They’re betting a more forceful pro-growth tone from the top will be enough to fuel a tradeable rally — and may auger more success in tackling China’s wide array of challenges from mountains of local government debt to a slumping housing market.
“Clearly, markets have been disappointed as they anticipated more rapid improvements, but they are now beginning to rationalize their growth expectations,” said Andrew McCaffery, global chief investment officer at Fidelity International. “Our view is that this somewhat unexciting period will eventually give way to a more positive market tone.”
The big question is whether the follow-through from authorities will sustain the rebound. Brief bursts of optimism as China emerged from strict Covid restrictions have repeatedly turned into losses, making Chinese markets among the region’s worst performers amid a stream of grim economic data.
The Chinese stock market depends on the patronage of the government to instill enough confidence to propel bull runs. So far, the market has been long government platitudes but short on action. That has resulted in several rebounds from deep oversold conditions, only for the rallies to fail as the absence of a big-bang action weighs on confidence.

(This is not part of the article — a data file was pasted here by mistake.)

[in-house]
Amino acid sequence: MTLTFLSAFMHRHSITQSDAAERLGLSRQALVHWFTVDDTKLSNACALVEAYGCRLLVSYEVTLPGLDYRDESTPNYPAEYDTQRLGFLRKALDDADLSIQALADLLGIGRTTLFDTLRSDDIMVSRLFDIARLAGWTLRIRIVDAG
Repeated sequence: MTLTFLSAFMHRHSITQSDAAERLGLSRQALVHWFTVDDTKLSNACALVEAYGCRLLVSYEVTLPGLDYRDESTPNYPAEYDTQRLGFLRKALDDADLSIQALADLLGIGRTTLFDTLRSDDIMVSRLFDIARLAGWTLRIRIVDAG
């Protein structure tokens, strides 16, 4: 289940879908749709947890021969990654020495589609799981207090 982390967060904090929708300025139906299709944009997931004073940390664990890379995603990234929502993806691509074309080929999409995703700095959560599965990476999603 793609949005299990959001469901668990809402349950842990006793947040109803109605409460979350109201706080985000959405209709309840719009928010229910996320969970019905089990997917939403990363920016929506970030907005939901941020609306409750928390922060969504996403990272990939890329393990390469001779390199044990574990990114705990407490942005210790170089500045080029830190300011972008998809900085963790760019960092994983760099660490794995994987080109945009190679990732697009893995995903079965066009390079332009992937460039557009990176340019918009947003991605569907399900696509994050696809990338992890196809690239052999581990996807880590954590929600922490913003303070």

China Vanke has a P/E of 5.12 and a dividend yield of 7.08% and jumped more than 10% today in response to the most recent government announcement of support. It is working on a weekly key reversal from a deep oversold condition.
The challenge is that today’s reversal of yesterday’s decline has not yet broken the downtrend. There is a good chance we are about to see a significant counter trend rally to unwind the oversold but the major test will be where the next point of support comes in following that rally.
The Hang Seng Properties Index is in the process of putting in a high reaction low and displays better evidence of bottoming.
The Renminbi continues to bounce from its recent lows and is unwinding the short-term oversold condition. Clear efforts to support the property market with outsized stimulus are unlikely to result in a firm currency.Back to top